Whenever Patriarch Filaret comes to Florida, he makes a point of visiting a spot in Cooper City: St. Nicholas Ukrainian Orthodox Church.
Filaret, 82, who lives in Kiev, is chief shepherd of the 14.5 million-member worldwide body.
He's here for a special liturgy 10 a.m. today, marking the 60th anniversary of St. Nicholas, 5031 SW 100th Ave., his only parish in Florida. He also made time for an interview, with parishioner Walter Kand translating.
Q: What issues is the Ukrainian Orthodox Church dealing with?
A: One is to make sure the children get a good education, not only in the Ukraine but everywhere. And to make sure that people from the Ukraine learn the language and customs of the lands they immigrate to. We've taken a lesson from American churches by opening up Sunday schools.
A: Can Ukrainians participate in the larger society without being absorbed and losing their distinctiveness?
A: Yes. The Ukrainian diaspora is more than 100 years old. Those who came after World War II kept their traditions, their language, their customs, but they became American.
Q: How does the church deal with issues of cultural pluralism in a nation like the United States?
A: We live in a global society. Our church is embracing that. In the Ukraine, we even have a division of our patriarchate that deals with other nationalities and customs. We invite people from other countries to visit. And we send our people to there, to understand and learn from one another.
In pluralism, our goal is to act humanly toward each other. Whenever we find a common goal, that's a good point to start living together. Human values are pretty much the same in all religions, like honesty and humility.
Q: You've spent more than 50 years working with peace conferences. Why is that so important to you?
A: Peace is very important to every person. A person should have peace with God, peace with people around him, and peace within himself…
During the Cold War, this was very important. The churches and the Soviet Union and the United States were instrumental in holding peace conferences so that nothing serious would occur.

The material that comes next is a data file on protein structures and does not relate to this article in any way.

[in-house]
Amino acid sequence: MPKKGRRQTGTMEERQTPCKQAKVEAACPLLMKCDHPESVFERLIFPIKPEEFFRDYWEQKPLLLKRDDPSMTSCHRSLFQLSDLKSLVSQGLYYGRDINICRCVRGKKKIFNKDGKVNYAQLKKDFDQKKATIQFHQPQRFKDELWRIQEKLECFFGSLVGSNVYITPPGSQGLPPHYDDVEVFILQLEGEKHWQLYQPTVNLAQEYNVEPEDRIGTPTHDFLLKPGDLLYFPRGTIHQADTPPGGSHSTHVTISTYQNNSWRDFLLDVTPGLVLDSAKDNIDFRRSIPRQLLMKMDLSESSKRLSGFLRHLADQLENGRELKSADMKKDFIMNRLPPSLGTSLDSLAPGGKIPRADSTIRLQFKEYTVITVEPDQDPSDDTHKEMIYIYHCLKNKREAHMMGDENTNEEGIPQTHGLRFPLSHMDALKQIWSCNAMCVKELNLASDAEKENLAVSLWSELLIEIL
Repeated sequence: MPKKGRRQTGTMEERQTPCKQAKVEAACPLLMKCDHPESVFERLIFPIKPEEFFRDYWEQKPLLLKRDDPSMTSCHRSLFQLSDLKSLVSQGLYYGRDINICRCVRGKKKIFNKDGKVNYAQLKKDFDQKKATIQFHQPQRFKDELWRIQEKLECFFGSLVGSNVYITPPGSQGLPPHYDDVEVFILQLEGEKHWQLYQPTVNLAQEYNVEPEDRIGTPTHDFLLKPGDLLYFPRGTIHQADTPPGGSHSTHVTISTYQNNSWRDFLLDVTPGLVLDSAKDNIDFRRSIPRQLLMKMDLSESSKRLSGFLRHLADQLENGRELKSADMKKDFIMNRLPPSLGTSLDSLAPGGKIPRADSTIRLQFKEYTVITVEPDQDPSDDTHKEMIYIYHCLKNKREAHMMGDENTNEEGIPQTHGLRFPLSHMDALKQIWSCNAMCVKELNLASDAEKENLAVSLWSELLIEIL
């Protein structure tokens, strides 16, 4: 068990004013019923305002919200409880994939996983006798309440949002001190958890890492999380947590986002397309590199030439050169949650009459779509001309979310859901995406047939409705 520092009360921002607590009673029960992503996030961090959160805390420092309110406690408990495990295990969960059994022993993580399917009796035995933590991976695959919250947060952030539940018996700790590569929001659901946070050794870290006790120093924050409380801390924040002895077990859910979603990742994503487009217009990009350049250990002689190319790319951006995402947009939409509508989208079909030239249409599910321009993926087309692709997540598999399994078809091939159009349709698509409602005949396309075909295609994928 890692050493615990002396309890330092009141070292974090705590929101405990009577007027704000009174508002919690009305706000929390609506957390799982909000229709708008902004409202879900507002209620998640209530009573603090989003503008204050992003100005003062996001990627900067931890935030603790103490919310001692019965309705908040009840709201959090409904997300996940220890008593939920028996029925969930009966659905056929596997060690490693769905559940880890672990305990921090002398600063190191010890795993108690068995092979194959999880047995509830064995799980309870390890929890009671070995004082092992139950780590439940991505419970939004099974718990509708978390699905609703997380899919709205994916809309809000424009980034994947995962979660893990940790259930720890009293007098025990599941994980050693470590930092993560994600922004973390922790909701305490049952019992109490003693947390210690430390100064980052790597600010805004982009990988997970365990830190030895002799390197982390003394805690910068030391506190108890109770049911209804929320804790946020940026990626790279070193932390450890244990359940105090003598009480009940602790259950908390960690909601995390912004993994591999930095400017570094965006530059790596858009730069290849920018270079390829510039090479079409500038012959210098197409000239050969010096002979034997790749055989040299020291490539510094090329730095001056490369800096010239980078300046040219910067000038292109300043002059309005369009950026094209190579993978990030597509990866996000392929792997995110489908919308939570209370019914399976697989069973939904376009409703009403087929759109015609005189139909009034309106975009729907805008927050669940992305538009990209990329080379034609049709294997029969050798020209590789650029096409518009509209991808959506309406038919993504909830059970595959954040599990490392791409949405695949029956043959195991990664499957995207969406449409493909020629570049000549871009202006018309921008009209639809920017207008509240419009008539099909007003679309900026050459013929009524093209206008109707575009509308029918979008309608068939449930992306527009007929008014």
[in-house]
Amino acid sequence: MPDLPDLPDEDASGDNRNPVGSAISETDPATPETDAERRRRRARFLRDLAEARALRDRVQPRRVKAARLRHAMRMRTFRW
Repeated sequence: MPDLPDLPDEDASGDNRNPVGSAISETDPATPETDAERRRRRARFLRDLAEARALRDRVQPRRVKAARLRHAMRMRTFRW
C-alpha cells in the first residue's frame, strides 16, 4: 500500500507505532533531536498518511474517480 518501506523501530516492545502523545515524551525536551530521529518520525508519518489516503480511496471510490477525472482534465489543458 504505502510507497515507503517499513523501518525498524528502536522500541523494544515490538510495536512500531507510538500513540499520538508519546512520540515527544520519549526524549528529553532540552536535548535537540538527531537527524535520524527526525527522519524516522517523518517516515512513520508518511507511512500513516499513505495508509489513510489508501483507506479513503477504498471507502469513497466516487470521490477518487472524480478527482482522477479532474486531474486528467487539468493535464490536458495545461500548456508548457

Q: What good did the conferences accomplish?
A: There was no nuclear war. … It was [because of] cooperation of all religions: Judaism, Islam, Buddhism, Shinto, Hindu. And their work for peace took on a life of its own after the Cuban missile crisis. Delegations were allowed to come from the Ukraine to the United States and work for peace. We would have conferences in universities and meet presidents and Congressmen. And delegations from the U.S. were allowed to come to the Soviet Union for the same.
The churches started working on this common goal: Lutherans, Reformed, Catholics, Baptists. But the byproduct was we started understanding each other, and working to get along.
Q: What would you mark as special contributions of Ukrainian Orthodoxy to Christianity?
A: The work of a church is not just to have peace on Earth, but to get people ready for eternal life. The mission of the Orthodox Church is to take a sinner and make a believer out of him. To take people who are living a lie and set them on a straight path. To take people who don't get along, and teach them to love their neighbors. But I feel that other churches, this is pretty much their mission also.
Q: What do you see in the future for the Ukrainian Orthodox Church?
A: In time, I believe the Russian and Ukrainian Orthodox churches will unite in the Ukraine. Second, there is a revival of spiritual life in the Ukraine. We are not put on Earth to live 100 years, leave wealth behind and die. There is a bigger purpose. God created humans to live forever in heaven. The purpose of the church is to bring this knowledge to people, especially the young.